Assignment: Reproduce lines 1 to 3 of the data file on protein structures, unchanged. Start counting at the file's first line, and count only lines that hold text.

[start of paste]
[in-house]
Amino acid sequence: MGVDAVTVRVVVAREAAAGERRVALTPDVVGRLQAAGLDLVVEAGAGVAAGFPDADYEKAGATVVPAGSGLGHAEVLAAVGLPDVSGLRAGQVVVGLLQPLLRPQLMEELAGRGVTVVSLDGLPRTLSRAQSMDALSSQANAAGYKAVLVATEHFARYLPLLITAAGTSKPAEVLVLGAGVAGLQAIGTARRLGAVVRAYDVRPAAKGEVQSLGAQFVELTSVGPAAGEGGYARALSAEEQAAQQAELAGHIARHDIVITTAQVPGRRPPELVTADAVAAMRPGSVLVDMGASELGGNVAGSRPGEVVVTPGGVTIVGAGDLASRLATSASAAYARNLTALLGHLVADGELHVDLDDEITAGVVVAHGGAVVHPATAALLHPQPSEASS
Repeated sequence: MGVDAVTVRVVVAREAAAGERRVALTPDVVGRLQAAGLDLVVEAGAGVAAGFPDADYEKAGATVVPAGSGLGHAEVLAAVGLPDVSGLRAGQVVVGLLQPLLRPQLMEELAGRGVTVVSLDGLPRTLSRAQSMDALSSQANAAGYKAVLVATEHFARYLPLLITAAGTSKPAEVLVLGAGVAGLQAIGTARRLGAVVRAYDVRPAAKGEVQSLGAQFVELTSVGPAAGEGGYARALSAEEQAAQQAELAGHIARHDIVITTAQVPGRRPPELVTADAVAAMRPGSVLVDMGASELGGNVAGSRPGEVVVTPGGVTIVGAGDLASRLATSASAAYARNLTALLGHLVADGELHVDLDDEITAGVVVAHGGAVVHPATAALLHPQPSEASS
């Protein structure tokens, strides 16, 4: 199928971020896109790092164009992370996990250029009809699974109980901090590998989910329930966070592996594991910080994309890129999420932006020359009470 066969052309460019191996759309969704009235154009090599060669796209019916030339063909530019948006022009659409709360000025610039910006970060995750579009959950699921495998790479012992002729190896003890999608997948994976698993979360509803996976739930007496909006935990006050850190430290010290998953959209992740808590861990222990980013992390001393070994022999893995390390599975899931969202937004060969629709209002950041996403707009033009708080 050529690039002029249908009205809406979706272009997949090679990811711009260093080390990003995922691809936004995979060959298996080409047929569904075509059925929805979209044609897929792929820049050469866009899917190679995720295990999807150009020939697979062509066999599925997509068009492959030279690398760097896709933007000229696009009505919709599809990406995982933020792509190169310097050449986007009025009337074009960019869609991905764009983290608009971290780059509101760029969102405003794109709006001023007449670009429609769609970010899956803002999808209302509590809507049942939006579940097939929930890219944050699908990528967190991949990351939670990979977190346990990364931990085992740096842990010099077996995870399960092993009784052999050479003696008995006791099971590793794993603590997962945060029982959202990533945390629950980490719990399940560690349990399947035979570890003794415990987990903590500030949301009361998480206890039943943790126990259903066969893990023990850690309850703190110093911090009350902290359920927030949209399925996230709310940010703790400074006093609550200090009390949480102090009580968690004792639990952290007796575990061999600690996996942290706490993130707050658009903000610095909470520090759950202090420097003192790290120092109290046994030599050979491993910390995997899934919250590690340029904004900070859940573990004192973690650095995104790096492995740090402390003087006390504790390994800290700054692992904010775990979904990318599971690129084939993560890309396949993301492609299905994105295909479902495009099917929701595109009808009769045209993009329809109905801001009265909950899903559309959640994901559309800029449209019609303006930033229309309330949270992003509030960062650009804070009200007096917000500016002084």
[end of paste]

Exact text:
[in-house]
Amino acid sequence: MGVDAVTVRVVVAREAAAGERRVALTPDVVGRLQAAGLDLVVEAGAGVAAGFPDADYEKAGATVVPAGSGLGHAEVLAAVGLPDVSGLRAGQVVVGLLQPLLRPQLMEELAGRGVTVVSLDGLPRTLSRAQSMDALSSQANAAGYKAVLVATEHFARYLPLLITAAGTSKPAEVLVLGAGVAGLQAIGTARRLGAVVRAYDVRPAAKGEVQSLGAQFVELTSVGPAAGEGGYARALSAEEQAAQQAELAGHIARHDIVITTAQVPGRRPPELVTADAVAAMRPGSVLVDMGASELGGNVAGSRPGEVVVTPGGVTIVGAGDLASRLATSASAAYARNLTALLGHLVADGELHVDLDDEITAGVVVAHGGAVVHPATAALLHPQPSEASS
Repeated sequence: MGVDAVTVRVVVAREAAAGERRVALTPDVVGRLQAAGLDLVVEAGAGVAAGFPDADYEKAGATVVPAGSGLGHAEVLAAVGLPDVSGLRAGQVVVGLLQPLLRPQLMEELAGRGVTVVSLDGLPRTLSRAQSMDALSSQANAAGYKAVLVATEHFARYLPLLITAAGTSKPAEVLVLGAGVAGLQAIGTARRLGAVVRAYDVRPAAKGEVQSLGAQFVELTSVGPAAGEGGYARALSAEEQAAQQAELAGHIARHDIVITTAQVPGRRPPELVTADAVAAMRPGSVLVDMGASELGGNVAGSRPGEVVVTPGGVTIVGAGDLASRLATSASAAYARNLTALLGHLVADGELHVDLDDEITAGVVVAHGGAVVHPATAALLHPQPSEASS